If you have other issues, feel free to mention them in the comments or email me at the address in the "Author" section of this blog.

That's it. The biggest issue most people run into with this is not knowing about the –n and –w flags, which must be included in the quotes. Without these flags, Sublime Text will open in response to a prompt from Git, but will immediately return execution to Git. Therefore, your merge edits, interactive rebase, or other such activity will fail, because Git will never see your changes.

Other Articles of Interest to Git or Linux Newcomers

 

Posted on September 10 2013 08:58 PM by jatten     

Comments (0)

Install Sublime Text 3 (beta) on Linux Mint or Ubuntu

Posted on August 25 2013 10:10 AM by jatten in Learning Linux, Linux, CodeProject   ||   Comments (1)

LKeyboard240Surprisingly, one of my more popular articles last year was a short, very basic walk-thru detailing how to install Sublime Text 2 on Ubuntu-based machines (this includes Linux Mint).

Now that beta version of Sublime Text 3 has become more and more stable, I am going to post an updated walk-thru for the new version, since the commands differ in a few places, and I have learned a few things in the intervening months (slowly – baby steps here . . .).

Image by Nick Ares / Some Rights Reserved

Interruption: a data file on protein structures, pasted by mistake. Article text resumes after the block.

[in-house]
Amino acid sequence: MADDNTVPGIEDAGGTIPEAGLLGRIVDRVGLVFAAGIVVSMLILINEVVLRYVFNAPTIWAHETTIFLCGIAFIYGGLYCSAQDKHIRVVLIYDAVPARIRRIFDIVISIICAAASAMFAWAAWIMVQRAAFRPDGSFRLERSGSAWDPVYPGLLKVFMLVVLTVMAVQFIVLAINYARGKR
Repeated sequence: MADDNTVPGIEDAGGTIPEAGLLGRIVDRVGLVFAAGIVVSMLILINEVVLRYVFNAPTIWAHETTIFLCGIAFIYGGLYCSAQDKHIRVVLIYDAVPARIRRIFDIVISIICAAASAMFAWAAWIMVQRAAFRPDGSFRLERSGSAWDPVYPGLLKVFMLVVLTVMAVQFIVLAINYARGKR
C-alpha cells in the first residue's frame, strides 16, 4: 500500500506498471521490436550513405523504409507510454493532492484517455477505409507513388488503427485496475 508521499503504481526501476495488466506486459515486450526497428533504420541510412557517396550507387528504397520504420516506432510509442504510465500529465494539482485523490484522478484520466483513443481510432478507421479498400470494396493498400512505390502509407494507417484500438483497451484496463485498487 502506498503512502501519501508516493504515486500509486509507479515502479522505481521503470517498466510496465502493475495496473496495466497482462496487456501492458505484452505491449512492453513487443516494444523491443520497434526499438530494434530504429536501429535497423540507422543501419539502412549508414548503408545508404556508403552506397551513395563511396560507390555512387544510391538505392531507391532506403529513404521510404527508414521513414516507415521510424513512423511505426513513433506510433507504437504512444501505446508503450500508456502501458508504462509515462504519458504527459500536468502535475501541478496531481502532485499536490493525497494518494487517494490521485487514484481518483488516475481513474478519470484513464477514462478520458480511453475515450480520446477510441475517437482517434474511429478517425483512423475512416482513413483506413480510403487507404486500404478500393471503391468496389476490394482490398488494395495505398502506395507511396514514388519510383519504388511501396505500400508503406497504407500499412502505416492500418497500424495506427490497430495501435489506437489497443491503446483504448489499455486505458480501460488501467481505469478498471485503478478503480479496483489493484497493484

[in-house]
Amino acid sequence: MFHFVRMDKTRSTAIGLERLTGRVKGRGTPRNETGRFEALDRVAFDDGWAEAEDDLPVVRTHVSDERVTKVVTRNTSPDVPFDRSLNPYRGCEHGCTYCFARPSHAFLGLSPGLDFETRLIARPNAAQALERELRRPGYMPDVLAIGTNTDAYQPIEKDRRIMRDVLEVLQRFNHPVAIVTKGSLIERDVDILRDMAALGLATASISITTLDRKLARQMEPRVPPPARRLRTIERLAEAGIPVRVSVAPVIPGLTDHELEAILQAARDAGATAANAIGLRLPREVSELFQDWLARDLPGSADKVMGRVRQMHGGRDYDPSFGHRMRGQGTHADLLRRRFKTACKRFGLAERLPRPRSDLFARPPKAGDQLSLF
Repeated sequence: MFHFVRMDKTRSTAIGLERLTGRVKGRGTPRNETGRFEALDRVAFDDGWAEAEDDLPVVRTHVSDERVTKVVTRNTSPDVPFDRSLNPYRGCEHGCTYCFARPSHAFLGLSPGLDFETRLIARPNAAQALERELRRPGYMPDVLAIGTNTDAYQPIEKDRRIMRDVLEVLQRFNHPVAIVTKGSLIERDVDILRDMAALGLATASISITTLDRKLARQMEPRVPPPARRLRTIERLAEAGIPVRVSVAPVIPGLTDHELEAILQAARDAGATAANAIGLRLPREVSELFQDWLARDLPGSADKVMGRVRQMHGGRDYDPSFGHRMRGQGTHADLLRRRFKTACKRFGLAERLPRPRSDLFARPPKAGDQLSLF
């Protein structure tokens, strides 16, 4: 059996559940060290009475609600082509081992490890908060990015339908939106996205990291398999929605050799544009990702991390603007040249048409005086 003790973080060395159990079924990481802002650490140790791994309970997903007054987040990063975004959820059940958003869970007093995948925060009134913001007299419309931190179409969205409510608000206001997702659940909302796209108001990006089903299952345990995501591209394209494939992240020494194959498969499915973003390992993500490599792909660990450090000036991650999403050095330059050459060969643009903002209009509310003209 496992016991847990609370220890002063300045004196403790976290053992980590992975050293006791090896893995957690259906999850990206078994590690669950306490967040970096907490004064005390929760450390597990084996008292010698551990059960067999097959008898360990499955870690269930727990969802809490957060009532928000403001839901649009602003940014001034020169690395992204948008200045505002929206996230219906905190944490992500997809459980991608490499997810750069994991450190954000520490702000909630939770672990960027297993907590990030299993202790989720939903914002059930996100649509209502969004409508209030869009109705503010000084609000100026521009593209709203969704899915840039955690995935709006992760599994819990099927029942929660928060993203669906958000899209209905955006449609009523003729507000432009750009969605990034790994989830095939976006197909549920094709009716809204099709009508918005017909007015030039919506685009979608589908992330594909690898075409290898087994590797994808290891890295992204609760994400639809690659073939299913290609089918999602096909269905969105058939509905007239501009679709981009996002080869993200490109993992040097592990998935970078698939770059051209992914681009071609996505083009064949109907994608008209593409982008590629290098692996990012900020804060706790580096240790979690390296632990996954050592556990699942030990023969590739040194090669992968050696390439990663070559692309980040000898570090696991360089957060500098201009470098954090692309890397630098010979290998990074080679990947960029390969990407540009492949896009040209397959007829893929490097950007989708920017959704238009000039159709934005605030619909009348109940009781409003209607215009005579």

As noted in the previous article regarding Sublime Text 2, Sublime Text 3 is not currently part of the Synaptic Package Management system on Linux Mint (or Ubuntu). Therefore, there is no magical apt-get install command as you might use to install other software on your Linux system, so we have to do a little more work.

Installing Sublime Text on Linux Mint/Ubuntu from Tarball

You can manually download the latest build (Build 3047 as of this writing) of Sublime Text 3 for either 32 bit or 64 bit architectures from the Sublime Text 3 page, unpack, and locate in the directory of your choice. This can be done manually, or from the terminal as described below.

If you are less-than-familiar with the Bash command line, be sure to visit my previous posts. While these were originally part of a series on using Git for Windows developers, the basic Bash commands required for this install are clearly explained:

This method is described on the Sublime Text Site/Support/Linux/Installation page. Simply open a terminal in the directory you use for applications, and enter the following command (use the appropriate version fro your machine):